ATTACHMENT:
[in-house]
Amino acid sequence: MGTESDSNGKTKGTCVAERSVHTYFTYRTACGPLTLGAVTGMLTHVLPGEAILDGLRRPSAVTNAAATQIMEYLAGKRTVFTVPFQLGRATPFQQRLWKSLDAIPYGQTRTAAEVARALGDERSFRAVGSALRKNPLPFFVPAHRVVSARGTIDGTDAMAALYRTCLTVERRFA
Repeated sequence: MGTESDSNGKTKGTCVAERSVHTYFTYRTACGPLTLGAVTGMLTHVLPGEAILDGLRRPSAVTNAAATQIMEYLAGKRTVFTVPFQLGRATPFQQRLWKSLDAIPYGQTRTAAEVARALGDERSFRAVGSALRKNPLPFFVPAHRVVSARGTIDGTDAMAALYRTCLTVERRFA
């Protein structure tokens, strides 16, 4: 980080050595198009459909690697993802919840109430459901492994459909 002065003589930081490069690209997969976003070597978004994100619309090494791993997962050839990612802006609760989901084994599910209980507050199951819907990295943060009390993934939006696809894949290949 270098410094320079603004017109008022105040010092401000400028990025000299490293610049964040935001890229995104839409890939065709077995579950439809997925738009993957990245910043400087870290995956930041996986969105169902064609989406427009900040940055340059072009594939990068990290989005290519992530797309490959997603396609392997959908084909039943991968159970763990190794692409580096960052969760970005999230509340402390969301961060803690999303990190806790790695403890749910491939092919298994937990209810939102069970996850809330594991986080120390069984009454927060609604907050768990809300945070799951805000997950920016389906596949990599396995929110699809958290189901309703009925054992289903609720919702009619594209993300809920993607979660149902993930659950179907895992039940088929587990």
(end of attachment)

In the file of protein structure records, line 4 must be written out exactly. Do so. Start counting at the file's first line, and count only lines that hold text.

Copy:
């Protein structure tokens, strides 16, 4: 980080050595198009459909690697993802919840109430459901492994459909 002065003589930081490069690209997969976003070597978004994100619309090494791993997962050839990612802006609760989901084994599910209980507050199951819907990295943060009390993934939006696809894949290949 270098410094320079603004017109008022105040010092401000400028990025000299490293610049964040935001890229995104839409890939065709077995579950439809997925738009993957990245910043400087870290995956930041996986969105169902064609989406427009900040940055340059072009594939990068990290989005290519992530797309490959997603396609392997959908084909039943991968159970763990190794692409580096960052969760970005999230509340402390969301961060803690999303990190806790790695403890749910491939092919298994937990209810939102069970996850809330594991986080120390069984009454927060609604907050768990809300945070799951805000997950920016389906596949990599396995929110699809958290189901309703009925054992289903609720919702009619594209993300809920993607979660149902993930659950179907895992039940088929587990």